The following year, Mrs. Vyvyan and her sister of Dover imported two Siamese cats. Mrs. Vyvyan writes to Harrison Weir ‘The original pair were sent from Bangkok, and it is believed that they came from the King’s Palace, where alone the breed is said to be kept pure. At any rate, they were procured as a great favour, after much delay and great difficulty, and since that time no others have been attainable by the same person. We were in China when they reached us, and the following year, 1886, we brought the father, mother and a pair of kittens to England.’
During the next few years, more Siamese were imported into Britain and are the foundation cats of the Siamese we know and love now.
Siamese cats originated from Thailand, which was formerly known as Siam.
Why do Siamese cats have dark points?
Genetically a Seal Point Siamese cat is a black cat, however, Siamese cats have what is known as the Himalayan gene (known as cs) which has a temperature-sensitive expression. This gene causes partial albinism due to a defective enzyme tyrosinase. This enzyme is located in the melanocytes and is responsible for controlling the production of melanin, which gives coat its colour. In Siamese (and other breeds who have the Himalayan gene), the defective tyrosinase doesn’t function as it should at normal body temperature, meaning the cat’s true colour (which is reflected in the points) is unable to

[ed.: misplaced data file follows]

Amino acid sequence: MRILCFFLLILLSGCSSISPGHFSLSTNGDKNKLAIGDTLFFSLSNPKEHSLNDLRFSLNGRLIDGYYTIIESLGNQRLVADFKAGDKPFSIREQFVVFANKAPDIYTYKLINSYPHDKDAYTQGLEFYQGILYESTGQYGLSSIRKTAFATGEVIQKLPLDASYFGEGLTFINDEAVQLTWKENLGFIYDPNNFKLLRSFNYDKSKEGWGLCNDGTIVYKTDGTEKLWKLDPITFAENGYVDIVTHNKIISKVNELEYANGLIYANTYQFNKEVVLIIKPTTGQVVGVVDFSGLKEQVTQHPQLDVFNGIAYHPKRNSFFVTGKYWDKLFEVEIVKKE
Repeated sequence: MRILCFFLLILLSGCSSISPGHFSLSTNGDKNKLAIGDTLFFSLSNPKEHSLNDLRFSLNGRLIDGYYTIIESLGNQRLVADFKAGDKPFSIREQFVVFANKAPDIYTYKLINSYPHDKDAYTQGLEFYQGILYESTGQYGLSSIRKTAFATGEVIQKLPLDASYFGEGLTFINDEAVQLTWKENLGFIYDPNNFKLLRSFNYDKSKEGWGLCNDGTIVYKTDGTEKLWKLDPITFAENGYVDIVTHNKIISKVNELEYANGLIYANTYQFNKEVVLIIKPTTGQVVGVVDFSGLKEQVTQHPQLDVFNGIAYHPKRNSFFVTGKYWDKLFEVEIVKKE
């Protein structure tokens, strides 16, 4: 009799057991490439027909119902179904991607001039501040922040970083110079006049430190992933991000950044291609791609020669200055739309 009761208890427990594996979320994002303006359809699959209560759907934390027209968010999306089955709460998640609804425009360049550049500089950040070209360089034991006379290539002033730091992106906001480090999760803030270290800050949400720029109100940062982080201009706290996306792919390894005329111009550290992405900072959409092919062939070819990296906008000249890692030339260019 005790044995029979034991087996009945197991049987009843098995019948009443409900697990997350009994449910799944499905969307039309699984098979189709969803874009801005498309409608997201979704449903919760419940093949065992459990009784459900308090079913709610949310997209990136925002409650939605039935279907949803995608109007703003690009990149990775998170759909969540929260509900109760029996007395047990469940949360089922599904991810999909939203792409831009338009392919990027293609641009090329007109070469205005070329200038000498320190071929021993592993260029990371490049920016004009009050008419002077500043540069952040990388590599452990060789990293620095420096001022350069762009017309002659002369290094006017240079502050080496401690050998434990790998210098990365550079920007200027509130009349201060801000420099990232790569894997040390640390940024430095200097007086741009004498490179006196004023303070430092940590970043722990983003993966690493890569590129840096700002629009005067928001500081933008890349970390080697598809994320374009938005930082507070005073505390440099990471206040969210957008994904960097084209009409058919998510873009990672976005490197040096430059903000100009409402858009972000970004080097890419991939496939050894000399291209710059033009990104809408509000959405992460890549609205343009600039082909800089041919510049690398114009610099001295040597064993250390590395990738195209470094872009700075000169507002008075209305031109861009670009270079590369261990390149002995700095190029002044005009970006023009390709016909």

The Siamese is an extremely intelligent breed of cat. They are the most talkative of cat breeds and enjoy giving their human companions a running commentary. Their voice is rather unique, it is deep and loud.
Siamese are often described as ‘dog-like’ in that they often enjoy to play fetch, but they are also extremely incredibly affectionate and bond closely to their humans. They love to be the centre of attention.
Siamese cats need to be with their human companions almost constantly, they do not do well on their own. They can form close bonds with one particular member of the household, sometimes at the exclusion of others.
The Siamese coat pattern is striking. The face, paws, ears, and tail (points) have a darker colouring, the body is light in colour. The coat should be short, fine and silky to the touch.
The Siamese is an elegant animal with a long, muscular and tubular body, long neck. The legs are long and slender with small, oval feet. The hind legs are longer than the front legs. The tail is long, thin and whip-like.
Siamese cats have changed quite a lot in the past three decades and have become much more slender than its ancestors. Some breeders are continuing to breed the ‘old style’ Siamese under the name Traditional, Thai, Applehead or Old Style Siamese. I have included both old style and modern Siamese in this article.